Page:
Sophie’s Choice (1982)

Directed by Alan J. Pakula and based on a best­selling novel by William Styron, Sophie’s Choice received over eleven Academy nomin­a­tions and won the best actress Oscar for Meryl Streep. It’s aspir­a­tions to be a tragic love story were never quite fulfilled in the film version but the tale of a trian­gular rela­tion­ship between two men and a woman  (a little like Truffaut’s Jules et Jim) seemed to strike a chord with the public.

An aspiring young writer, Stingo (Peter MacNicol), forms a deep friend­ship with a young couple in post-war New York. Sophie (Meryl Streep) and Nathan (Kevin Kline) appear to be deeply in love but Nathan is a Jekyll and Hyde char­acter; he suffers from a mental illness that can make him vicious and destructive. Stingo tries to rescue Sophie from Nathan’s cruelty but, when she reveals her tragic past, he accepts they belong together.

Char­acter case study: the terrible choice

The choices that you present your char­ac­ters are an important indic­ator of how well char­acter and plot are integ­rated. A prot­ag­onist, in partic­ular, needs to have the power to make important choices for an audi­ence to identify with them fully. A feature of many classic film dramas is a moment that occurs in the third act called the crisis decision:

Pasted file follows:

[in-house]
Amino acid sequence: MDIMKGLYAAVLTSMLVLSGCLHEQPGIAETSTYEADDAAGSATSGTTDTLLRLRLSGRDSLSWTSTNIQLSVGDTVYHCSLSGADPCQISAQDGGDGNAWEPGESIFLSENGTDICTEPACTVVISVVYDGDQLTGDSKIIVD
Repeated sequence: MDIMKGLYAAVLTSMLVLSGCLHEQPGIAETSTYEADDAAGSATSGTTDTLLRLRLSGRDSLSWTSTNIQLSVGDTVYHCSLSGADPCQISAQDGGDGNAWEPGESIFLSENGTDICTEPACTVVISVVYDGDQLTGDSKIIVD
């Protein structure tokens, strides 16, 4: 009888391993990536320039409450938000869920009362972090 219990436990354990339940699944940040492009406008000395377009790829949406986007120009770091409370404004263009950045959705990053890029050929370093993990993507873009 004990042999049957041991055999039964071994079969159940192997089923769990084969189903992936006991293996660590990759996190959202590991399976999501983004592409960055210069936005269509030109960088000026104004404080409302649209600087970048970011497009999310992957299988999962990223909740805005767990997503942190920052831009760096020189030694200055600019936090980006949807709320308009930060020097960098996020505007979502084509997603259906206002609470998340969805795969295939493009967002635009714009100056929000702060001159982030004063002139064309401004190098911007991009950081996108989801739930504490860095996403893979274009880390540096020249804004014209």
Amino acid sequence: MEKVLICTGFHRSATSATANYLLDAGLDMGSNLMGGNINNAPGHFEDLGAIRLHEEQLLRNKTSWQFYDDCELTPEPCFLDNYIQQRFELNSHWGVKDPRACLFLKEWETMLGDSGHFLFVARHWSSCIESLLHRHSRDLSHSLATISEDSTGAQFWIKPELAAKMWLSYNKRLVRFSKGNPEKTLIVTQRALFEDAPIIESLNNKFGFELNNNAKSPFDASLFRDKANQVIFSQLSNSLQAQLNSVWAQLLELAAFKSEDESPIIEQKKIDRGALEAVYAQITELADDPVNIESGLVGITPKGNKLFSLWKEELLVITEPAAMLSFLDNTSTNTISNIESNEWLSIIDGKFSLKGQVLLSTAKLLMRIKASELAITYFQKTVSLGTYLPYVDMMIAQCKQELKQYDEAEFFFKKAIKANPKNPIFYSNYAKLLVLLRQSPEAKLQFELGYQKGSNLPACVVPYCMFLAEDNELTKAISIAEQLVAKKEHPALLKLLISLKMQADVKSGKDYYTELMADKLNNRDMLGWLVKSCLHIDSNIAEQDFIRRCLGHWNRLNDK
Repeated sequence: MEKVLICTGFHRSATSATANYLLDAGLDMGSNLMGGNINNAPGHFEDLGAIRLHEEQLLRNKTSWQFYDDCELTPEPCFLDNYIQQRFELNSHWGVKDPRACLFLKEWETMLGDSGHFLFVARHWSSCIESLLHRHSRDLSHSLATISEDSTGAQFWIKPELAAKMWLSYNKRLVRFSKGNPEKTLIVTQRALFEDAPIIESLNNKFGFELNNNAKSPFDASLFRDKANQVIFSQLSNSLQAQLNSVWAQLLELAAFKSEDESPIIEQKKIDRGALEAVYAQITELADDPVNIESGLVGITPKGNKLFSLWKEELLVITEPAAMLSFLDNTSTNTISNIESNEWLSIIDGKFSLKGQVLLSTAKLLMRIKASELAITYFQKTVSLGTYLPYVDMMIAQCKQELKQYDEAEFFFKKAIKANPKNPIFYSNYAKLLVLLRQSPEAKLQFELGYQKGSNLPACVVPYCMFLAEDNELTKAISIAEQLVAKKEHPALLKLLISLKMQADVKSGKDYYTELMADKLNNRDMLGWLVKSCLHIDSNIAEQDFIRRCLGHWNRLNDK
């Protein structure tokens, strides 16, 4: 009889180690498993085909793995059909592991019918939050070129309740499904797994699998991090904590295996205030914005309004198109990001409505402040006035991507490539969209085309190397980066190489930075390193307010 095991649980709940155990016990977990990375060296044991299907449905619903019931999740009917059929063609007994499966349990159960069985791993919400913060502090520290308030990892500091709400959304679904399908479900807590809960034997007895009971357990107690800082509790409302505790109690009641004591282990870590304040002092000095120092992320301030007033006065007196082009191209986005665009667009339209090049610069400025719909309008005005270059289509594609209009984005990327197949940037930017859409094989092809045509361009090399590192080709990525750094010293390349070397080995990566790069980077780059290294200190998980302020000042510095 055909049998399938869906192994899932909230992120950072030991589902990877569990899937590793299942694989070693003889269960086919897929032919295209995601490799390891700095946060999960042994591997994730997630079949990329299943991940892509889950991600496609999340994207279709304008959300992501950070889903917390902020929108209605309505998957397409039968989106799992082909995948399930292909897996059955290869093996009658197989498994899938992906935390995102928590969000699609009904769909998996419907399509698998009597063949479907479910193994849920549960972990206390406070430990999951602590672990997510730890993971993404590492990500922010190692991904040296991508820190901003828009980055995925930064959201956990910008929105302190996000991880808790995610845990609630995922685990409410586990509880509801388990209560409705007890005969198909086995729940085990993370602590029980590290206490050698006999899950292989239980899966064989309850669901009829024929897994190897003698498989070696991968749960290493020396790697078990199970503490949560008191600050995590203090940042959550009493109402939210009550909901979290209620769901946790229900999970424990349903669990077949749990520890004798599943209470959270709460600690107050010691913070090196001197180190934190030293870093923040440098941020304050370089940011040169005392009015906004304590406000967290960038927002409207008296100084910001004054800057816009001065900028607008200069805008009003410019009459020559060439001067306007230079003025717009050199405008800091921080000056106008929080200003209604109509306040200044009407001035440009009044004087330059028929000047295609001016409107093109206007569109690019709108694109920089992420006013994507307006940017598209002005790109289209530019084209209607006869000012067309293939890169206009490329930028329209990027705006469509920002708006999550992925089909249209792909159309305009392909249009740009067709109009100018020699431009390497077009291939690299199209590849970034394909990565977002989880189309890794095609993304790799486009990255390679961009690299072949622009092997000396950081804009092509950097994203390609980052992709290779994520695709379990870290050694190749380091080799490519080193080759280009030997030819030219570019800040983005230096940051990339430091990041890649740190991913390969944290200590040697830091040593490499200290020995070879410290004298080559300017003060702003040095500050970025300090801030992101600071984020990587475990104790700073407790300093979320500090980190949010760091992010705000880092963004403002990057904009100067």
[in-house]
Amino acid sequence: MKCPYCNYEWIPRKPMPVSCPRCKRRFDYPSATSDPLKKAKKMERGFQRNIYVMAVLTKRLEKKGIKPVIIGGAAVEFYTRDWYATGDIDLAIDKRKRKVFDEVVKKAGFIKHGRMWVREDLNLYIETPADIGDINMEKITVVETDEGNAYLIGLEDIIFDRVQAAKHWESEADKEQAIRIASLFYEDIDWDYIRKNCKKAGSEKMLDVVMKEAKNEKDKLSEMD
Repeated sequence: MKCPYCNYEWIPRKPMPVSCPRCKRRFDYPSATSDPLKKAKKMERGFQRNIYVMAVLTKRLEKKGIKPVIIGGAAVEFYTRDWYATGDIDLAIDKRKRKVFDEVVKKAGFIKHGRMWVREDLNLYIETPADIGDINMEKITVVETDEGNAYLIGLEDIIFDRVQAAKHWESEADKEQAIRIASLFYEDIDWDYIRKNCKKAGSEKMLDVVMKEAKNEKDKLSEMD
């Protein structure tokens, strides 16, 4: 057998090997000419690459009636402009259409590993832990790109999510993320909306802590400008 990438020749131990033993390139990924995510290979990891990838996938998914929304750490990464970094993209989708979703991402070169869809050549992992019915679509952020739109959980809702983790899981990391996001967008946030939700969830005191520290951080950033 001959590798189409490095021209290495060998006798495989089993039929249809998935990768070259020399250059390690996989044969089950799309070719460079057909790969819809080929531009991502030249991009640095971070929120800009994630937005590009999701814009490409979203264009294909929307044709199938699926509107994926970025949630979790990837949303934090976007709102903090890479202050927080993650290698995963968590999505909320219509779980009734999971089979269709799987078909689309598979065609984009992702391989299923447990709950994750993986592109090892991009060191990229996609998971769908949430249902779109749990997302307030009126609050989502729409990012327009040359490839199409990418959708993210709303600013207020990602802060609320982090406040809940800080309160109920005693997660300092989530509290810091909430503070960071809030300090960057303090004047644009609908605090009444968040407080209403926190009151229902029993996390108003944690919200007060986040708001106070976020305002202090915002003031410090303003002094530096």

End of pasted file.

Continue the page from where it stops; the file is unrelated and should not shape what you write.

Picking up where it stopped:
A major decision taken by the Prot­ag­onist under full pres­sure from the story. Ideally it should go beyond the character’s sense of right and wrong: ie. a choice between two irre­con­cil­able goods or the lesser of two evils. If he or she then chooses A by sacri­fi­cing B, a price is paid, a risk taken.

Robert Mckee

In the scene shown here, Stingo has offered to marry Sophie and mentioned the possib­ility of them having chil­dren together. In response, she reveals a part of her back­story; some­thing that has not been told to him or to the audi­ence before.

Sophie’s choice is a classic example of a crisis decision but it is not used directly to turn the story. Although it occurs in the third act, the func­tion of the scene is to reveal a crucial piece of inform­a­tion, some­thing that trans­fig­ures our under­standing of the char­acter. It is also a presen­ti­ment of the film’s tragic ending, creating a sense of pity and dread in the audience.

(See notes on “The Three Act” struc­ture)

© David Clough 2010

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